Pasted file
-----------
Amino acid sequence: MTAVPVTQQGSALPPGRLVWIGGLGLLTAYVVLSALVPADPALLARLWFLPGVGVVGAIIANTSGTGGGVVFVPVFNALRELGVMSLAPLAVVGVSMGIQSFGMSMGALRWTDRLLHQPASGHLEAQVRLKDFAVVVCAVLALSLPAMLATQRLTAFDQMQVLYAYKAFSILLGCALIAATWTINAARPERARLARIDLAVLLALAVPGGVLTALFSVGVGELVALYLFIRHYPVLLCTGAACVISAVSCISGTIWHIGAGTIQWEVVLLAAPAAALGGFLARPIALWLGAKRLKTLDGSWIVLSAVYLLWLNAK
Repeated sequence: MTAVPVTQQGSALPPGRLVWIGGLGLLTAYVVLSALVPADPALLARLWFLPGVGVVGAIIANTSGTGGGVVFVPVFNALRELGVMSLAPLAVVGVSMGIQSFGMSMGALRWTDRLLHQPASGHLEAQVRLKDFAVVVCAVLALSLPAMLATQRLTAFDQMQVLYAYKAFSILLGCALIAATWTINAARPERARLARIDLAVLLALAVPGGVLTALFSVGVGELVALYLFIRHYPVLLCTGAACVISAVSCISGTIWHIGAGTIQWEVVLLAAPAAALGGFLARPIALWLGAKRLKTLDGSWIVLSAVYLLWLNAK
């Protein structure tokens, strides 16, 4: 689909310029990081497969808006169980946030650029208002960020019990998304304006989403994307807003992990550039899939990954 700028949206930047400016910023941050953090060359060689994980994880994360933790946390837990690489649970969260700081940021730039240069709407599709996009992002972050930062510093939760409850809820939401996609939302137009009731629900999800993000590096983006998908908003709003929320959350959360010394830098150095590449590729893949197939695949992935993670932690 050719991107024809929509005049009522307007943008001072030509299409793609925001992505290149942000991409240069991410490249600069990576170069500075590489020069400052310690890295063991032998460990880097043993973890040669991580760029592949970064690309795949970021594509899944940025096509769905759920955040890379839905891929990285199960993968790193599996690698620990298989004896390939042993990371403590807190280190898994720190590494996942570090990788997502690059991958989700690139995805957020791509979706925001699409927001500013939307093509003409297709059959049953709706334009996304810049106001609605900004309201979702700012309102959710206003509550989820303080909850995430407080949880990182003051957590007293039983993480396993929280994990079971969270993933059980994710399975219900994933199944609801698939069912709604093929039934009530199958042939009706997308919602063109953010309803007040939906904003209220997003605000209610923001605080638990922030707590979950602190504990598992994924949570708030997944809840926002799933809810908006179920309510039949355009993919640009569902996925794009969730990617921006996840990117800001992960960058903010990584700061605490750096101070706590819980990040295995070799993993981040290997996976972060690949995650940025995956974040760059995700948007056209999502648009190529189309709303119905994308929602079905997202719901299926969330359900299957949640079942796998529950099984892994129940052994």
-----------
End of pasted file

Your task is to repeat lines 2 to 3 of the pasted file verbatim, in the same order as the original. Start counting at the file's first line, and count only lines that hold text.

Repeated sequence: MTAVPVTQQGSALPPGRLVWIGGLGLLTAYVVLSALVPADPALLARLWFLPGVGVVGAIIANTSGTGGGVVFVPVFNALRELGVMSLAPLAVVGVSMGIQSFGMSMGALRWTDRLLHQPASGHLEAQVRLKDFAVVVCAVLALSLPAMLATQRLTAFDQMQVLYAYKAFSILLGCALIAATWTINAARPERARLARIDLAVLLALAVPGGVLTALFSVGVGELVALYLFIRHYPVLLCTGAACVISAVSCISGTIWHIGAGTIQWEVVLLAAPAAALGGFLARPIALWLGAKRLKTLDGSWIVLSAVYLLWLNAK
């Protein structure tokens, strides 16, 4: 689909310029990081497969808006169980946030650029208002960020019990998304304006989403994307807003992990550039899939990954 700028949206930047400016910023941050953090060359060689994980994880994360933790946390837990690489649970969260700081940021730039240069709407599709996009992002972050930062510093939760409850809820939401996609939302137009009731629900999800993000590096983006998908908003709003929320959350959360010394830098150095590449590729893949197939695949992935993670932690 050719991107024809929509005049009522307007943008001072030509299409793609925001992505290149942000991409240069991410490249600069990576170069500075590489020069400052310690890295063991032998460990880097043993973890040669991580760029592949970064690309795949970021594509899944940025096509769905759920955040890379839905891929990285199960993968790193599996690698620990298989004896390939042993990371403590807190280190898994720190590494996942570090990788997502690059991958989700690139995805957020791509979706925001699409927001500013939307093509003409297709059959049953709706334009996304810049106001609605900004309201979702700012309102959710206003509550989820303080909850995430407080949880990182003051957590007293039983993480396993929280994990079971969270993933059980994710399975219900994933199944609801698939069912709604093929039934009530199958042939009706997308919602063109953010309803007040939906904003209220997003605000209610923001605080638990922030707590979950602190504990598992994924949570708030997944809840926002799933809810908006179920309510039949355009993919640009569902996925794009969730990617921006996840990117800001992960960058903010990584700061605490750096101070706590819980990040295995070799993993981040290997996976972060690949995650940025995956974040760059995700948007056209999502648009190529189309709303119905994308929602079905997202719901299926969330359900299957949640079942796998529950099984892994129940052994």